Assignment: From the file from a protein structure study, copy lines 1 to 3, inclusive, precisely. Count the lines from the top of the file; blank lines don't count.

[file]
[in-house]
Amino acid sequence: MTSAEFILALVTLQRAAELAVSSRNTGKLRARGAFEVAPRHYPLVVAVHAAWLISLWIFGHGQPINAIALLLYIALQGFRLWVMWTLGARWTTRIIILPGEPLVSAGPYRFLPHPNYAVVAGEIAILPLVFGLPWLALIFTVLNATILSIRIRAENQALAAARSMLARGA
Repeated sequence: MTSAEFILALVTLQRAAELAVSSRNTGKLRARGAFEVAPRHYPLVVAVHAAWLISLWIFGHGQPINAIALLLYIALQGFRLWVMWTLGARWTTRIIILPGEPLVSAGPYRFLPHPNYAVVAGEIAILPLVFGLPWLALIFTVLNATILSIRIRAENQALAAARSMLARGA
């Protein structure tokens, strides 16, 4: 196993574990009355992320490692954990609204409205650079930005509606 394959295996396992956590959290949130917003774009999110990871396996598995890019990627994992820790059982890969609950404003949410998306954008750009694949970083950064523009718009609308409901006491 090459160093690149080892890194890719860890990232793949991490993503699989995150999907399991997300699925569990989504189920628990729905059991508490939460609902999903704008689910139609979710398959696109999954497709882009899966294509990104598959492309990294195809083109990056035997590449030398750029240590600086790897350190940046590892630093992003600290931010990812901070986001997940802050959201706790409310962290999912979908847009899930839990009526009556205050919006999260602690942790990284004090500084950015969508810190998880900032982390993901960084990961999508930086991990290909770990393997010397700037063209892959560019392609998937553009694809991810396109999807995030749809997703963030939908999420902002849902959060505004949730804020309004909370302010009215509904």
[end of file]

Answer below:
[in-house]
Amino acid sequence: MTSAEFILALVTLQRAAELAVSSRNTGKLRARGAFEVAPRHYPLVVAVHAAWLISLWIFGHGQPINAIALLLYIALQGFRLWVMWTLGARWTTRIIILPGEPLVSAGPYRFLPHPNYAVVAGEIAILPLVFGLPWLALIFTVLNATILSIRIRAENQALAAARSMLARGA
Repeated sequence: MTSAEFILALVTLQRAAELAVSSRNTGKLRARGAFEVAPRHYPLVVAVHAAWLISLWIFGHGQPINAIALLLYIALQGFRLWVMWTLGARWTTRIIILPGEPLVSAGPYRFLPHPNYAVVAGEIAILPLVFGLPWLALIFTVLNATILSIRIRAENQALAAARSMLARGA